The National Cable and Telecommunications Association said Wednesday that the Federal Communications Commission's decision to uphold Tennis Channel's program carriage complaint against Comcast takes the agency down a "dangerous and unnecessary regulatory path."
The FCC concluded that Comcast, NCTA's largest member, had discriminated against the channel in favor of its owned Golf and NBC Sports Net channels and ordered the company to provide equal treatment, which means comparable tiers and compensation, to those channels.
"For the first time, the full commission has intervened to rewrite a private, arms-length contract and dictate the terms and conditions of carriage for a particular programming network," said NCTA in a statement. "The carriage agreement at issue gave Comcast the right to carry the Tennis Channel on a separate sports tier to provide its customers with additional choice of video programming packages. The government has now abrogated that contract, midterm, by finding that Comcast 'discriminated' against the Tennis Channel by not carrying it on a more widely purchased tier that carries two Comcast-affiliated channels that also happen to carry sports programming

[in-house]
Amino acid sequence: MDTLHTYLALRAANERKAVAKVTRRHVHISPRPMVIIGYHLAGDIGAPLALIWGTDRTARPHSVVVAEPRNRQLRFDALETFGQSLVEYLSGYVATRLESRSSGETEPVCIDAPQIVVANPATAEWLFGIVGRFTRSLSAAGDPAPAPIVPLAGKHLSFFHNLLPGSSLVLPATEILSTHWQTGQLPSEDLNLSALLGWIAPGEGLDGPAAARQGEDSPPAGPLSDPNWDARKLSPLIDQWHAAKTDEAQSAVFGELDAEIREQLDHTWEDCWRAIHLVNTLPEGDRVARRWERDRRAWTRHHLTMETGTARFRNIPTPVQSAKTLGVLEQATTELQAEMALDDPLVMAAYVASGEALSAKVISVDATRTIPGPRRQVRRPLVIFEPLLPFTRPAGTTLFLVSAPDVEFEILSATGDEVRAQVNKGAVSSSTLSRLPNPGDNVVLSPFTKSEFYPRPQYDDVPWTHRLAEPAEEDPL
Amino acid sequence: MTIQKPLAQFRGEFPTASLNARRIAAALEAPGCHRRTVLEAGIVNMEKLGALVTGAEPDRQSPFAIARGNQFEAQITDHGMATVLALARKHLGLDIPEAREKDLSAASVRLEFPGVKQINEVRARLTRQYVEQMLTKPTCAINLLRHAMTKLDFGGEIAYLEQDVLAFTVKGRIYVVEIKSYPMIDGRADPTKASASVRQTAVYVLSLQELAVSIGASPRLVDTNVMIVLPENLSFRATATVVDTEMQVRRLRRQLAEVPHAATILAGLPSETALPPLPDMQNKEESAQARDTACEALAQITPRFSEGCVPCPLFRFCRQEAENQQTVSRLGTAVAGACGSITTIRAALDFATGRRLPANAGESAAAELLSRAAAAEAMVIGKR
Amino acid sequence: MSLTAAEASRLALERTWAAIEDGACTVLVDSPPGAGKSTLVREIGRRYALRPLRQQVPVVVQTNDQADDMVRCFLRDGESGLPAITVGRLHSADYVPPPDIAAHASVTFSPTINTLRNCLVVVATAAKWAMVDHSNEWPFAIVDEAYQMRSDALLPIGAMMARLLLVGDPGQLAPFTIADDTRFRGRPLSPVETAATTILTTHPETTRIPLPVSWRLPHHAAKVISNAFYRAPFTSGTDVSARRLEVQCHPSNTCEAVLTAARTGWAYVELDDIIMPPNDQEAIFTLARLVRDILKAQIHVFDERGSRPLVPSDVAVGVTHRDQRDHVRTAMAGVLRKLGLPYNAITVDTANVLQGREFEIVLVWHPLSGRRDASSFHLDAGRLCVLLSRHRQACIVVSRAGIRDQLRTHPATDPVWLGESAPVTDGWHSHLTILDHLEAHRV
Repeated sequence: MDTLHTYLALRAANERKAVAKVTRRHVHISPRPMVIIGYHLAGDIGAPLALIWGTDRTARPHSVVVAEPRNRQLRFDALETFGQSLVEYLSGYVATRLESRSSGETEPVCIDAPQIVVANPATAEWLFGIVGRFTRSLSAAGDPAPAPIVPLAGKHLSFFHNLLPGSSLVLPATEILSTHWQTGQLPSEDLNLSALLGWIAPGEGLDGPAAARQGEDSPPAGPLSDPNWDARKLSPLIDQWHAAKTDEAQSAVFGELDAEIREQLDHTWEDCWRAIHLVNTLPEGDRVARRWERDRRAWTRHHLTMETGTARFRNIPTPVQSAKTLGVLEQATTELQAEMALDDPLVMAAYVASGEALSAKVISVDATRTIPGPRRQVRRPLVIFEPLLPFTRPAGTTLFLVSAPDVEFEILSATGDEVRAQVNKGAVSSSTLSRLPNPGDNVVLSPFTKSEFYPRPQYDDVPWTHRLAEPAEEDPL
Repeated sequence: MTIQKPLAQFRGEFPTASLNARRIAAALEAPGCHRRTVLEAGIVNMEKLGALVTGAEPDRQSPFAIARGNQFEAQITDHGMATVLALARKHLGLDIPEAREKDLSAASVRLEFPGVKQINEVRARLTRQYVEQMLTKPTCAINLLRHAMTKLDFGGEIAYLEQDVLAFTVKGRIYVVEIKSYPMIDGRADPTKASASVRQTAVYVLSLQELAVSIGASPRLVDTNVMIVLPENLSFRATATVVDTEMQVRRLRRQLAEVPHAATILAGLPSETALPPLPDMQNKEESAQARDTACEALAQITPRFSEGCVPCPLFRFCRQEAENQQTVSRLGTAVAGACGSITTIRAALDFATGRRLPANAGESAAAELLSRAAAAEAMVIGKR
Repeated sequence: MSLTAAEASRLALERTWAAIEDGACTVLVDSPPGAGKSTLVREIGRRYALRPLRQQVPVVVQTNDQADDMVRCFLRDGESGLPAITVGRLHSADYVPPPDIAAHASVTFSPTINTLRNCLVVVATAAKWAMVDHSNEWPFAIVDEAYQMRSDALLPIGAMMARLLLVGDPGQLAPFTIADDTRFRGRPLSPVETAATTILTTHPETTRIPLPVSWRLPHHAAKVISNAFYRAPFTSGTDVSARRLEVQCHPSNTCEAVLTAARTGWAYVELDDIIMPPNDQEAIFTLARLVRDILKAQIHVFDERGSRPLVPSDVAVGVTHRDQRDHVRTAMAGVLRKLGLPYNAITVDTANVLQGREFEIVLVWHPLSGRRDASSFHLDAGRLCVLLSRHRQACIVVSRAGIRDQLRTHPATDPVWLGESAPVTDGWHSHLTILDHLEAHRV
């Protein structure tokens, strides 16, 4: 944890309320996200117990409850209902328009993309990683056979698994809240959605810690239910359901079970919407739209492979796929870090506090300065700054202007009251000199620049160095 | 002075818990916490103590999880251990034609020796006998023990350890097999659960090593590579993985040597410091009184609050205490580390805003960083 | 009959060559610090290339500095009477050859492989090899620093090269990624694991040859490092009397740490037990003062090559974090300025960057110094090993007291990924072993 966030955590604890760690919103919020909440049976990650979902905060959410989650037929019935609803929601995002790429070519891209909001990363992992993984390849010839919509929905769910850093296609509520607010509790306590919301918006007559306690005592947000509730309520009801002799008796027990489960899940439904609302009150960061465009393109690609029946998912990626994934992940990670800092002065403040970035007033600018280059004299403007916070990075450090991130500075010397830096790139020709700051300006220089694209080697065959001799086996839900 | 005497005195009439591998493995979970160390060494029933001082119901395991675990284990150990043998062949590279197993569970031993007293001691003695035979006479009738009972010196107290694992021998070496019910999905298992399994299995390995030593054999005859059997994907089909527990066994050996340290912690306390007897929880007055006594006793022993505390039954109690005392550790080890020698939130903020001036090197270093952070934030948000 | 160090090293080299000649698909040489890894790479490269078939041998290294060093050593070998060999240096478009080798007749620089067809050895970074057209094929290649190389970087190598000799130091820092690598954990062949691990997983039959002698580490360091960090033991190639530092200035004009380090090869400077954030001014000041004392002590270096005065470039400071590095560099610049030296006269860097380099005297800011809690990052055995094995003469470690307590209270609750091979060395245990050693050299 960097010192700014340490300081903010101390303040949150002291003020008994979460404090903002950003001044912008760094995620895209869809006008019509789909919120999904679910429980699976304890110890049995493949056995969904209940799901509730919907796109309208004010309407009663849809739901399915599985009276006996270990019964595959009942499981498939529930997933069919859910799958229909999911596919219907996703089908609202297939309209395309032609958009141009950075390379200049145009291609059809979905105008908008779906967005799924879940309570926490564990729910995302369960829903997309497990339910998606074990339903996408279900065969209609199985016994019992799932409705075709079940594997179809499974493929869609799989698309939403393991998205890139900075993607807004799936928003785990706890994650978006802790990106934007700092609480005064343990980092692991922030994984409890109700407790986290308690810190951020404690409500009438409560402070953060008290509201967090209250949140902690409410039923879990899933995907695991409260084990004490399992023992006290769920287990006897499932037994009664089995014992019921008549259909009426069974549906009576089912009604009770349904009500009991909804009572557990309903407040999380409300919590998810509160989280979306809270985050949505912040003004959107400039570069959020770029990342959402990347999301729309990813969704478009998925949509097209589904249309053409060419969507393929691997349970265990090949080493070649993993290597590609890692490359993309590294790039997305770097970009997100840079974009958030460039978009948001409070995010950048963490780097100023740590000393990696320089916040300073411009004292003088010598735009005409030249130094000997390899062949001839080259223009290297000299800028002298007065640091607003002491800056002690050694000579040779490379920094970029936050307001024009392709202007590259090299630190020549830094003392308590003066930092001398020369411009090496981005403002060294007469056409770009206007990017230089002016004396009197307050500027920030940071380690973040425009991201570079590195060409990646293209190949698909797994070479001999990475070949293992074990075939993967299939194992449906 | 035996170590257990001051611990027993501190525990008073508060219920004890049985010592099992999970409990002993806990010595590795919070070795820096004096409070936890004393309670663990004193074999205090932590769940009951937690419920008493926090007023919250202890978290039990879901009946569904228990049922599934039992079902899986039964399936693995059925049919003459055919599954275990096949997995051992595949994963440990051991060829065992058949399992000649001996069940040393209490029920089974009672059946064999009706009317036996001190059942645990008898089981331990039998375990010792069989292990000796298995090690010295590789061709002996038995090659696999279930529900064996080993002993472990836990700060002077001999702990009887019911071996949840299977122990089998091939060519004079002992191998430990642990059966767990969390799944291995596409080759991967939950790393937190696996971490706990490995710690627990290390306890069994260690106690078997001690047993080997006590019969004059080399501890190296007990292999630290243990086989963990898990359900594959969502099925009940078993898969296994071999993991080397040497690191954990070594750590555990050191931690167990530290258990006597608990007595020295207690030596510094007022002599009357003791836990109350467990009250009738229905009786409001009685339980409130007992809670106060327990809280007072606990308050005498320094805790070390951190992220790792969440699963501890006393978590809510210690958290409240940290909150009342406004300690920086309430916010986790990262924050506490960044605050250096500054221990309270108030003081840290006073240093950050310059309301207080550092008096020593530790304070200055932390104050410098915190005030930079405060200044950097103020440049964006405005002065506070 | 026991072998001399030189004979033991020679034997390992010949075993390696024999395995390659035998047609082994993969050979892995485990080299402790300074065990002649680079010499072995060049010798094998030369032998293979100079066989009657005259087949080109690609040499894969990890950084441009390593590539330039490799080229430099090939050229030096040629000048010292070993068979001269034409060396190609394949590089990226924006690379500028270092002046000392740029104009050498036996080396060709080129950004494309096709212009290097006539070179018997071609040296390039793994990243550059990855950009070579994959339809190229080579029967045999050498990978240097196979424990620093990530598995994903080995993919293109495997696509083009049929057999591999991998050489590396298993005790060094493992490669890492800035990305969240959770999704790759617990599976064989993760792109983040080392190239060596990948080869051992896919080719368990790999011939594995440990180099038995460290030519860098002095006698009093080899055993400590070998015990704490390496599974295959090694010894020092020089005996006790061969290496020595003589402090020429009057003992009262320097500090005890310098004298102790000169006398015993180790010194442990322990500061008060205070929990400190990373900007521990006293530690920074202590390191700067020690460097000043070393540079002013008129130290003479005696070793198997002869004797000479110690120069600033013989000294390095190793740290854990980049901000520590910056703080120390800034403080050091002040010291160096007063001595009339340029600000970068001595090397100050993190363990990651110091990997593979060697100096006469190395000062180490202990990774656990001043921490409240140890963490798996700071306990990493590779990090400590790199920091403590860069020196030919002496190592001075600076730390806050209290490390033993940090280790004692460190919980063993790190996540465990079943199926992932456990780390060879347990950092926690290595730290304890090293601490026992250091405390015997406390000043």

"Forcing a cable operator not only to carry a particular program network but to include it in a particular tier or package of channels directly interferes with the operator's constitutionally protected right to select and package programming in the manner that, in its editorial discretion, best meets the interests and demands of its customers," NCTA continued. "In today's highly competitive marketplace, it is difficult to see how the government can justify this content-based trampling on the right of free speech and the freedom of contract."
The FCC said in its ruling, a 3-2 vote on party lines, that its carriage remedy did affect cable's editorial discretion in how it placed channels, but did not affect the underlying content, and so was only subject to intermediate First Amendment scrutiny.
Comcast has pledged to challenge the decision in court.